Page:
Just to be clear, it's been a decade or more since I've gotten angry emails from civilian macho-men incensed at the idea that women could and should be allowed to take on combat roles in the armed forces. Many of the military women I know have been agitating for decades for the opportunity to compete for those jobs.
Still, it's heartening to see that SecDef Panetta, as one of his last (and major) acts in office, should take the step of lifting the Pentagon's combat exclusion rule that has long barred women from serving in combat arms units, where the adventure, challenge and opportunity for career advancement are at a peak. (The official announcement is expected Thursday morning.)
Not that women weren't already in the fight. In January 2002 I watched a handful of tough Afghan warriors snigger and elbow each other when a young female PFC climbed into the turret of her gun truck and settled in behind her .50-cal. As a U.S. Army MP, she was allowed to deploy ... and worked combat patrols. The Afghans' sniggering stopped when she loosed off a few rounds at a wrecked Russian tank in the distance, hitting that practice target dead-on with casual panache. At the time I was bunking with the MP platoon in a drafty 20-person coed tent. When I asked one young female sergeant if it bothered her to be changing clothes with the guys, she shrugged. "They know what I got, I know what they got," she said.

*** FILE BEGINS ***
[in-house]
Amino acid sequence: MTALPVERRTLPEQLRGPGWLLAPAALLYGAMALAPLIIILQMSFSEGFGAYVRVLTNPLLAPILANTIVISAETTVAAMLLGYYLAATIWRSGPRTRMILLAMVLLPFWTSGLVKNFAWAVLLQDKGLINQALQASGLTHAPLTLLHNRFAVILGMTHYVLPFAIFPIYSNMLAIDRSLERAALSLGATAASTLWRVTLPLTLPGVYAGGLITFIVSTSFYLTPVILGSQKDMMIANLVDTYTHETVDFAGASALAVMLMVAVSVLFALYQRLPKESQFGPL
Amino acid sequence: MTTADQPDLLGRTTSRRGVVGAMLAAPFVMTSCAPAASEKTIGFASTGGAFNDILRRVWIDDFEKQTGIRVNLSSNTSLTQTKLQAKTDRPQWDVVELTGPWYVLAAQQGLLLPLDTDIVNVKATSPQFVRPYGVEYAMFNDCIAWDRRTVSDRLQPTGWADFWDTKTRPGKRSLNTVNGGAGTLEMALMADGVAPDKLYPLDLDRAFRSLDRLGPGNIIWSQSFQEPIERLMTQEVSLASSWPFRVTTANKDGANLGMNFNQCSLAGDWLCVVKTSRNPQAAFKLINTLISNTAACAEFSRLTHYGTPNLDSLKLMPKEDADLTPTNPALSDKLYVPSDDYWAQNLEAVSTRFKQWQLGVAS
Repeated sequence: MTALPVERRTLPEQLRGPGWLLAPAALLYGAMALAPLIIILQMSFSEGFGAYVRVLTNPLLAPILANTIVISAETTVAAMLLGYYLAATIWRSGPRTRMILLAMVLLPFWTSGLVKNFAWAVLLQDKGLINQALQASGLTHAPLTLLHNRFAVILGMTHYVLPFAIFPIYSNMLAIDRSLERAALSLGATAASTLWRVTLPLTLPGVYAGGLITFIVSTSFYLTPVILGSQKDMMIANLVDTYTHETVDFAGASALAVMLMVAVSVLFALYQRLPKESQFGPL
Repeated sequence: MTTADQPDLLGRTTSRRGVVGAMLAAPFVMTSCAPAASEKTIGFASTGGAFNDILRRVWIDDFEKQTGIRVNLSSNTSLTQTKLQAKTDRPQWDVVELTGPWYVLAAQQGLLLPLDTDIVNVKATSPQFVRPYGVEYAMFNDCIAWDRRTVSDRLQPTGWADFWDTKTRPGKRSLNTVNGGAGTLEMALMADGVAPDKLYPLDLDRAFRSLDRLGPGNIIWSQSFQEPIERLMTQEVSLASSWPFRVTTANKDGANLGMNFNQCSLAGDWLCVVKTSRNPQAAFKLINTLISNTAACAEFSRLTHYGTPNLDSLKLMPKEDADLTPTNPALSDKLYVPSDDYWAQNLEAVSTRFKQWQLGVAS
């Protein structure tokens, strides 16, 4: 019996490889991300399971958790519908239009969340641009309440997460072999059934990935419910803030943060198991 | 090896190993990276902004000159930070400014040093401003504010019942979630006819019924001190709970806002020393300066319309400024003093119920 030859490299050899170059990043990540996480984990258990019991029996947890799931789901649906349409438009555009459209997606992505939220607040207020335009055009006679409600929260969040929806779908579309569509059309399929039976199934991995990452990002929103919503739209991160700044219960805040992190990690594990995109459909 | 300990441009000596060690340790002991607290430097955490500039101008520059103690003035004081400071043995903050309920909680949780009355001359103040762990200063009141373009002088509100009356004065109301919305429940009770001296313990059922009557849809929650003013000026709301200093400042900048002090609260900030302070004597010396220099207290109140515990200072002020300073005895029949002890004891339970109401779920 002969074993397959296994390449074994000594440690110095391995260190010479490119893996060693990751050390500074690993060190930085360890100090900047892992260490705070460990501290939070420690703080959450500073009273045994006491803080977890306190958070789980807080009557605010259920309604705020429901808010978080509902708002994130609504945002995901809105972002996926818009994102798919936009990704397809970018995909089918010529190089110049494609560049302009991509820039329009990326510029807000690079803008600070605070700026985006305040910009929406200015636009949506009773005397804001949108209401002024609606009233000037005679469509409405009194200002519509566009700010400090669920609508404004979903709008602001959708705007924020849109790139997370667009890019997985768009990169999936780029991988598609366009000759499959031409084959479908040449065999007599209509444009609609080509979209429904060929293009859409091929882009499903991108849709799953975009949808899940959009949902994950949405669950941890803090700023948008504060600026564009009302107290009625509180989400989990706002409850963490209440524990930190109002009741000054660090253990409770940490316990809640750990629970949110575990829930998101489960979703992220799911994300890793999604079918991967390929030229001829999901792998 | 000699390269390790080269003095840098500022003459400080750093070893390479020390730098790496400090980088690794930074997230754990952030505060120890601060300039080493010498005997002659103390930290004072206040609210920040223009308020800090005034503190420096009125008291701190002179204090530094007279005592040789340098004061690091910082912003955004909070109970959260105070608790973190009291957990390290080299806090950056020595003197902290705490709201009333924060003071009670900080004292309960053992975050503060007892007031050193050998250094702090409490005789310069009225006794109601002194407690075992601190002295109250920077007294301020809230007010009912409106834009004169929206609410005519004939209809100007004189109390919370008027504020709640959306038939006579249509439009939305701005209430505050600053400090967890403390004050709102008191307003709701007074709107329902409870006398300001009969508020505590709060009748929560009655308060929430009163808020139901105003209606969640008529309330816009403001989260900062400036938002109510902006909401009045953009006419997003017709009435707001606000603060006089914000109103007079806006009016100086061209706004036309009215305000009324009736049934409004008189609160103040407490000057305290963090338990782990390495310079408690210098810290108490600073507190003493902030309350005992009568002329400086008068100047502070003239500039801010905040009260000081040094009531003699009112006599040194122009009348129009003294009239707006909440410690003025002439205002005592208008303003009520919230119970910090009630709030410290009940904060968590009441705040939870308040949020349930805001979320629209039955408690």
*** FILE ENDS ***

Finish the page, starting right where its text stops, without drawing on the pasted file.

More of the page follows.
End of story.
More recently I was with a Marine company in Afghanistan taking fire from a wood line; an air strike was called and an attack helicopter showed up -- piloted, our FAC announced with delight, by a female. She silenced the enemy with a barrage of rockets, followed by cheers and fist-pumps by the Marines. No question in their minds either.
I'm sure we'll be hearing again from Phyllis Schlafly, who's made a career of opposing the "radical Feminists" who are "pushing women into military combat."
But I think this is a done deal. Finally. And a salute to all those who volunteer.